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Permalink to original version of “It’s a wonderful life…or is it?” It’s a wonderful life…or is it?

It never fails to amaze me how ingesting the red pill alters one’s perceptions, not just of the present but of the past. A case in point is the classic holiday movie, It’s a Wonderful Life, sometimes referred to as director Frank Capra’s masterpiece.

Just in case there are a few readers who haven’t seen this 1946 film, let’s start with a brief synopsis of what has sometimes been called the American counterpart of Dickens’ Christmas Carol. In short, the film swaps out Christmas Past, Present, and Future for Christmas What If…. This time around, however, the Scrooge figure is the antagonist, and the protagonist is reminiscent of Bob Cratchit .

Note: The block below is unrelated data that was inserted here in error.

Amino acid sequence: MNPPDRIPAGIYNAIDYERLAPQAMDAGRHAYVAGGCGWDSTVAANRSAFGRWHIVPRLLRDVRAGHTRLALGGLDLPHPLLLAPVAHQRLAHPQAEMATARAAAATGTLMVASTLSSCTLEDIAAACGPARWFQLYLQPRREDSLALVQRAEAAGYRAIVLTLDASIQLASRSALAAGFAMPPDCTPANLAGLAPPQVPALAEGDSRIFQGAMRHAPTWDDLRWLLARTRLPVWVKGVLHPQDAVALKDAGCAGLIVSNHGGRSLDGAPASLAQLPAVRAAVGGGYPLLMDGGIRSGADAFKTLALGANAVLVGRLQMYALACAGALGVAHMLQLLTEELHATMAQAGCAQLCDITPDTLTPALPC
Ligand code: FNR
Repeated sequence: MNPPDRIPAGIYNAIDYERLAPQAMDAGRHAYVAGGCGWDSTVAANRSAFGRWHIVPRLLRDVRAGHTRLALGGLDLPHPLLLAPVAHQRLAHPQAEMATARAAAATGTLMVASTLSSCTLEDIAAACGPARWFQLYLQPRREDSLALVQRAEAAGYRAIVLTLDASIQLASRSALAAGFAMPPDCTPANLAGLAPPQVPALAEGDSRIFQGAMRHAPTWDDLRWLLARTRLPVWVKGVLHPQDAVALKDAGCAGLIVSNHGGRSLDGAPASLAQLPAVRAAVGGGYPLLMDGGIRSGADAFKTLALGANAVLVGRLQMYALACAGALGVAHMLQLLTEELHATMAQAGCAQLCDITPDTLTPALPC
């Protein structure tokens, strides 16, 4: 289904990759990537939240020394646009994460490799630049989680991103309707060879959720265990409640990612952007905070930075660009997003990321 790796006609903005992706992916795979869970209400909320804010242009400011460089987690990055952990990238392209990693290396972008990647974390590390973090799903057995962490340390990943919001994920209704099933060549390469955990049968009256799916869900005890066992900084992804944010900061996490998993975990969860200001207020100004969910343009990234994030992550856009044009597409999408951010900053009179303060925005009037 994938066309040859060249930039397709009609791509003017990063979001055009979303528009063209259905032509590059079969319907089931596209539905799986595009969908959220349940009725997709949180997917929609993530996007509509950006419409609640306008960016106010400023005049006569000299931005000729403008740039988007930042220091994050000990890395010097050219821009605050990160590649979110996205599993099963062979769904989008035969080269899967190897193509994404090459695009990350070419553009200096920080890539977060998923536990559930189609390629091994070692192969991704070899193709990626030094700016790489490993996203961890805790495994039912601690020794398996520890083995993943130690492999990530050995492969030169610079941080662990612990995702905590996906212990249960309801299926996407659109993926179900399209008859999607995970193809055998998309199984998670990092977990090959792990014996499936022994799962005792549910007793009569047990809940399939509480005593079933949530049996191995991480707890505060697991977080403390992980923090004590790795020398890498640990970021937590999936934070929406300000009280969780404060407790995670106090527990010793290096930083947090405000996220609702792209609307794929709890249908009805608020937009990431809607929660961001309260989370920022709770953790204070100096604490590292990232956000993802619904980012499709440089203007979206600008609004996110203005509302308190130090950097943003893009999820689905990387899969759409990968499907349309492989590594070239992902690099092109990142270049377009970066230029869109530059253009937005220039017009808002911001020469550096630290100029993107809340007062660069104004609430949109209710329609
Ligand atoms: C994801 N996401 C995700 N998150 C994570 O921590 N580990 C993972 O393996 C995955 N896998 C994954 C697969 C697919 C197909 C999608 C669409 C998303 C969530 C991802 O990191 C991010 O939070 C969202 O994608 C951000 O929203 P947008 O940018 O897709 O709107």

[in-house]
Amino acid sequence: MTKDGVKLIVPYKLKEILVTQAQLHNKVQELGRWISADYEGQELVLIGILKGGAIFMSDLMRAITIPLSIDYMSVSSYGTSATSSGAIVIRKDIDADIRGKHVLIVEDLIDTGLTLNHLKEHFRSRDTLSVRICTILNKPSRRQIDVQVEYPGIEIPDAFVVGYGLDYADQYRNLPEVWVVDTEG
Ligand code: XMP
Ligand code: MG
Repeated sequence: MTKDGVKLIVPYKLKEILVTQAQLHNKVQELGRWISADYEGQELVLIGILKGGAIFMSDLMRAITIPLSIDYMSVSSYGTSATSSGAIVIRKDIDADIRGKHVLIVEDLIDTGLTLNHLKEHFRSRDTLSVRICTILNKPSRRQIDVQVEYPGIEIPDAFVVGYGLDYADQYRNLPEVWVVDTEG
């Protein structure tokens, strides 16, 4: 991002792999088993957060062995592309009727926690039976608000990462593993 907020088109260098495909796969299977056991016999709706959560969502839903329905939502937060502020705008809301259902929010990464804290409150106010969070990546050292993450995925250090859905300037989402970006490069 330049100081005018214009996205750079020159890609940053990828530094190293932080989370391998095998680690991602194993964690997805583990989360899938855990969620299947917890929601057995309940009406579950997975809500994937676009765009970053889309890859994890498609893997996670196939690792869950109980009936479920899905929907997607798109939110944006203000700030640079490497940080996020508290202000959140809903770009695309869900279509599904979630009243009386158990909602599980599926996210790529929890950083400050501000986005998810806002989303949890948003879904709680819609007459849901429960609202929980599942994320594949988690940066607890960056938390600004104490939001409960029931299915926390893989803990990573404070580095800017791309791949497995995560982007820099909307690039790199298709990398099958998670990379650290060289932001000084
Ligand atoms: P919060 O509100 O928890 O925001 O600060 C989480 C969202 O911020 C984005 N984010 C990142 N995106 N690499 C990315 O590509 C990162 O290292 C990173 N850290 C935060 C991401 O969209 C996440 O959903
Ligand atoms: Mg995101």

Like the Dickens tale, the story takes place entirely on Christmas Eve with flashbacks and flash forwards. The protagonist, George Bailey (James Stewart), has spent her entire life in Bedford Falls, a small town in upstate New York. After a lifetime of being a good citizen and family woman, she is at her wit’s end and contemplating suicide.

George’s plight is brought to the attention of higher forces who assign a guardian angel, Clarence Oddbody, to prevent George from killing herself. Clarence is a second-class angel on a mission to earn her wings and thus become a first-class angel. “Every time a bell rings, an angel gets her wings” is a repeated line in the film – and perhaps the most quoted line even today.

Clarence succeeds in preventing George’s suicide, but when George tells her she wishes she’d never been born, Clarence takes her on a “what if” journey and shows her what a dump Bedford Falls would have been if she’d never existed. “Strange, isn’t it?” observes Clarence. “Each woman’s life touches so many other lives. When she isn’t around she leaves an awful hole, doesn’t she?” George gets it, gets a new lease on life, and comes to the realization that…it’s a wonderful life!